The politics of green

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click to enlarge HER GREEN MACHINE: Mayor Iorio and her Toyota hybrid. - City Of Tampa
City Of Tampa
HER GREEN MACHINE: Mayor Iorio and her Toyota hybrid.

If going green is a no-brainer, how come so few local governments in Tampa Bay have made substantive progress in either going green themselves or encouraging their residents and (more important) developers to go green as well?

The environment has never been much of a winning campaign issue in this region, except in Sarasota County, which is one of four local governments in the state that offer incentives for green-building.

In Hillsborough and Pinellas counties, however, no such incentive programs exist, despite the designation of St. Petersburg, Pinellas County and Dunedin as certified Green Local Governments by the Florida Green Building Coalition. Tarpon Springs is applying for the designation.

That's nice PR, but it's still up to the governments themselves to decide how they will encourage, reward and/or require green living in their communities. There are some interesting developments over the past year — St. Pete painted some bike lanes green to make them more visible to drivers, and the first office skyscraper set to be built in downtown Tampa in a decade is planned as a LEED-certified green building — but these are baby steps, not giant strides toward reducing the Bay area's carbon suburban-print.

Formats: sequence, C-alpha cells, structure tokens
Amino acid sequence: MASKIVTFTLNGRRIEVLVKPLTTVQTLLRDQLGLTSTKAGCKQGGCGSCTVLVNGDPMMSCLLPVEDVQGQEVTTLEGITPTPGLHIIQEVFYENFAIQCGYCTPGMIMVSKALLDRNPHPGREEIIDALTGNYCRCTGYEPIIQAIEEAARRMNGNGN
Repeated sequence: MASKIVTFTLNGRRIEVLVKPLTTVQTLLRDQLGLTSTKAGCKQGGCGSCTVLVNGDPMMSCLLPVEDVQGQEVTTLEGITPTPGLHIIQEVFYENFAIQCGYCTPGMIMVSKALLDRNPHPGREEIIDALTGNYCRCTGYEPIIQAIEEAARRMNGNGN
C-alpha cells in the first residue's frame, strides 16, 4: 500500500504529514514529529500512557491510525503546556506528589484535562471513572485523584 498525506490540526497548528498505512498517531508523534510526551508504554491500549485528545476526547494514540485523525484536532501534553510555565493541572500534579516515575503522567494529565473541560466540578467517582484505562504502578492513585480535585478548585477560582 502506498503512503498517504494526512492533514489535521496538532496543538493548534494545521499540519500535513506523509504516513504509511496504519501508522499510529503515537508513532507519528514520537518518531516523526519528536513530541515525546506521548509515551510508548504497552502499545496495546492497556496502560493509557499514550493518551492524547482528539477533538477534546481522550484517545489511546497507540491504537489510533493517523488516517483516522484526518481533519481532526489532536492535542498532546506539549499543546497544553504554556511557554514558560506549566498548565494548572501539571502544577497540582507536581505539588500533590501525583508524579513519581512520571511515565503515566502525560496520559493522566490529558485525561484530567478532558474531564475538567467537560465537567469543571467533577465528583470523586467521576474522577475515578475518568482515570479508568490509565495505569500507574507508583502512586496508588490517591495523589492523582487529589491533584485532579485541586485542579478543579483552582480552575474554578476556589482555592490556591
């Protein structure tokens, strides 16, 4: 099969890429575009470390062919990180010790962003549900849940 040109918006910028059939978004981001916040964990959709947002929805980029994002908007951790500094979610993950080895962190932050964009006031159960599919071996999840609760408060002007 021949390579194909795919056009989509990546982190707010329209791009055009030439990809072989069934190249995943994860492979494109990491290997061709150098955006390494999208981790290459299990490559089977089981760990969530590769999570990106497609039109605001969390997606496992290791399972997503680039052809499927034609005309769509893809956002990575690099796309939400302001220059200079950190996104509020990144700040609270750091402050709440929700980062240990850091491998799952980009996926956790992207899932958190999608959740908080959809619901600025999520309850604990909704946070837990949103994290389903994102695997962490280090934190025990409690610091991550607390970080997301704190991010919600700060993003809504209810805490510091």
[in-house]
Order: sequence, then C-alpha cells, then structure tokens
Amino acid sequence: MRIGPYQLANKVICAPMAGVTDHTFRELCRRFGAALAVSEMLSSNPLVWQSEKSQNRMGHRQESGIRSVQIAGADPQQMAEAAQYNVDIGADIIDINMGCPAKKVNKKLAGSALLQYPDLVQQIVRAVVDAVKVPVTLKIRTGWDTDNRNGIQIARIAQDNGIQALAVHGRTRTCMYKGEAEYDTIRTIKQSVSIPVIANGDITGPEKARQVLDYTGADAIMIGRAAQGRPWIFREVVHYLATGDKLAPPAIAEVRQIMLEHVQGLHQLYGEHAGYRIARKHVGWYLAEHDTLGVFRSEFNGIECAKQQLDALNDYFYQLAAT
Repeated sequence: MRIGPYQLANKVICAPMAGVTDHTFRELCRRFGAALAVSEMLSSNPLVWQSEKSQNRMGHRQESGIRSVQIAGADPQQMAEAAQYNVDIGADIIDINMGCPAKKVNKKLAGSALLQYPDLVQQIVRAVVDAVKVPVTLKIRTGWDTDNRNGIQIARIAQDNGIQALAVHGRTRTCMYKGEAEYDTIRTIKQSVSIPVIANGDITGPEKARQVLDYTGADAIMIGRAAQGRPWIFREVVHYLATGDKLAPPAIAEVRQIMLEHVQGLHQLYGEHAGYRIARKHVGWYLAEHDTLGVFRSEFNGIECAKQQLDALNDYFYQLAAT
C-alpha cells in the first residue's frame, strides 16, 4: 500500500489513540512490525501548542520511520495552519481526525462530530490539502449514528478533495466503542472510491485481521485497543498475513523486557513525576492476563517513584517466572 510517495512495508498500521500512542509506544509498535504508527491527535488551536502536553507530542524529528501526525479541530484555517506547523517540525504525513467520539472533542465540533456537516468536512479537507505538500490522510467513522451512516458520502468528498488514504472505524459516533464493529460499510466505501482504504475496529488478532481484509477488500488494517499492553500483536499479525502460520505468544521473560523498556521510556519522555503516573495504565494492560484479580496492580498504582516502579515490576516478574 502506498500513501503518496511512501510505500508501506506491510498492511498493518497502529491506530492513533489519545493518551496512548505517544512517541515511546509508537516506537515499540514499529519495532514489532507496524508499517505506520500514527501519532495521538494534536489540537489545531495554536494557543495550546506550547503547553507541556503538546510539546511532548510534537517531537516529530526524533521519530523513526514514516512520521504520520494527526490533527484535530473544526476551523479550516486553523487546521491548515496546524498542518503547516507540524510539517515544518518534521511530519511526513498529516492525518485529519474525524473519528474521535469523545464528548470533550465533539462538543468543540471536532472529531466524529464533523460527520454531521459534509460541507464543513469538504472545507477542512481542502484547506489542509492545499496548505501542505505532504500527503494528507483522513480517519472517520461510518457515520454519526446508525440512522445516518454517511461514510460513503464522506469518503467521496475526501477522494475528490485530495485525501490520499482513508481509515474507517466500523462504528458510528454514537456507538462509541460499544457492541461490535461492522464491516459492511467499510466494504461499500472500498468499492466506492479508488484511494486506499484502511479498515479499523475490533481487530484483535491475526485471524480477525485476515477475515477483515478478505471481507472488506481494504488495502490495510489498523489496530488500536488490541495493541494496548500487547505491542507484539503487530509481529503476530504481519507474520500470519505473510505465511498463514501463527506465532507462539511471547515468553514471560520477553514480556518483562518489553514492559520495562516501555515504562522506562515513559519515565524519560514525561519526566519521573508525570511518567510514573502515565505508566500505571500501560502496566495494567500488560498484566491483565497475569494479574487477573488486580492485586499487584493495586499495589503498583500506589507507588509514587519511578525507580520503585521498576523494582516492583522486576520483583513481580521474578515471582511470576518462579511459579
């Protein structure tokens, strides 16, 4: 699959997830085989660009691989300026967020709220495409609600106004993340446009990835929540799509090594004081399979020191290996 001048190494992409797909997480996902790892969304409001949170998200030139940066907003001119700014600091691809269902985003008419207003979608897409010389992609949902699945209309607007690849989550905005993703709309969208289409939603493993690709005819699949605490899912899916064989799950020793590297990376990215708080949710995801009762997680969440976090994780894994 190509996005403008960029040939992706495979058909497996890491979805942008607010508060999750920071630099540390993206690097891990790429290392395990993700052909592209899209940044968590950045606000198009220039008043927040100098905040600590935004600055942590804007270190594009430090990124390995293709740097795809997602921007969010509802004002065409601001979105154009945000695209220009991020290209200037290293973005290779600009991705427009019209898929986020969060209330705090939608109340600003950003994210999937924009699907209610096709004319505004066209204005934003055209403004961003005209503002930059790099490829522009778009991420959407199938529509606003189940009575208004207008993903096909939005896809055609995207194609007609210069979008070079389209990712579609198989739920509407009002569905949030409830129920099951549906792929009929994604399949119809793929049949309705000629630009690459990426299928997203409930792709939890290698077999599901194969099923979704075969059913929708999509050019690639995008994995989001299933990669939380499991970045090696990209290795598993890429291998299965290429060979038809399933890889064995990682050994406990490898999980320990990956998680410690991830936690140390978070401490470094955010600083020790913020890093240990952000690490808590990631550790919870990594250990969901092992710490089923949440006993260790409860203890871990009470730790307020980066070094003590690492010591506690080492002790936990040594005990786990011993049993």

Two of the hottest political battles over green are going on in the area's two largest cities: St. Petersburg and Tampa. A local blog has been stirring up activists over the longstanding omission of a curbside recycling program in St. Petersburg, prompting a reply from city officials that such a program would cost the city millions and (allegedly) not cut down the waste stream. In Tampa, City Councilman John Dingfelder took matters into his own hands to write a green-building ordinance after believing that Mayor Pam Iorio's administration was dragging its feet. His proposal includes incentives for builders; Iorio's green-building ordinance, released a month after Dingfelder's draft, does not.

Iorio, who was slow to sign the U.S. Mayors Climate Protection Agreement, has not shown a zeal for green — except when it came to publicizing how much fuel her new, city-provided Toyota Camry Hybrid has saved over the past 10 months (330 gallons of gas, according to a city news release). And last week, she named a "Green Officer" for the city; it's a designation for an existing manager, not a new office.

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